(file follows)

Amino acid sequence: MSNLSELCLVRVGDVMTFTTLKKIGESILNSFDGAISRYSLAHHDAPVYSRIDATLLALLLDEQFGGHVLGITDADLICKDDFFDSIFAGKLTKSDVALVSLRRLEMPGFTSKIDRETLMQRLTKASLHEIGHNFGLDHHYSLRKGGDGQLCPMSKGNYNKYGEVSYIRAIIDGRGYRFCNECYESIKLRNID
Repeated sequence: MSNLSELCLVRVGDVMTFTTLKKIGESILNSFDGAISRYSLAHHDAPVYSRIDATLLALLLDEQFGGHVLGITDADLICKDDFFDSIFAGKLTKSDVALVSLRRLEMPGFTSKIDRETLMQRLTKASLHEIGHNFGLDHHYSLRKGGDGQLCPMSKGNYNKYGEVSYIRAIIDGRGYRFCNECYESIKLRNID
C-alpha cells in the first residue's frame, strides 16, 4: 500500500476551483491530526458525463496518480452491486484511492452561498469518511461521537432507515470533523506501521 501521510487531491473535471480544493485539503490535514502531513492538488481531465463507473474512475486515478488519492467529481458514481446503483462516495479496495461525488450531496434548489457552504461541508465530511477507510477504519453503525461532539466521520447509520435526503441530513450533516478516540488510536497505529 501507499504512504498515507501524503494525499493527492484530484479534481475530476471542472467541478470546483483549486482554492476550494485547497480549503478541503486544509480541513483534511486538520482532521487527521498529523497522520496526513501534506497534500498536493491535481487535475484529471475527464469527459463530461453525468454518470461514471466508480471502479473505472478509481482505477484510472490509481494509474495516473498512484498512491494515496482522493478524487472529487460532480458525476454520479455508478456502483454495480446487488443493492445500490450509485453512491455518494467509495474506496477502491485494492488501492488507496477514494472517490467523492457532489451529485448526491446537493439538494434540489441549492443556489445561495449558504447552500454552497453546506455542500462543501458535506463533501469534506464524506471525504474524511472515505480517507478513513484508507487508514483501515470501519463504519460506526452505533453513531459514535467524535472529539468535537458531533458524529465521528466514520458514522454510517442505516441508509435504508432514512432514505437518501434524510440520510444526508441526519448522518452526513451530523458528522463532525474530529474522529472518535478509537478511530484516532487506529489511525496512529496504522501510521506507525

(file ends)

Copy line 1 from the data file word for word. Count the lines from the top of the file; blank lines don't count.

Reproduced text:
Amino acid sequence: MSNLSELCLVRVGDVMTFTTLKKIGESILNSFDGAISRYSLAHHDAPVYSRIDATLLALLLDEQFGGHVLGITDADLICKDDFFDSIFAGKLTKSDVALVSLRRLEMPGFTSKIDRETLMQRLTKASLHEIGHNFGLDHHYSLRKGGDGQLCPMSKGNYNKYGEVSYIRAIIDGRGYRFCNECYESIKLRNID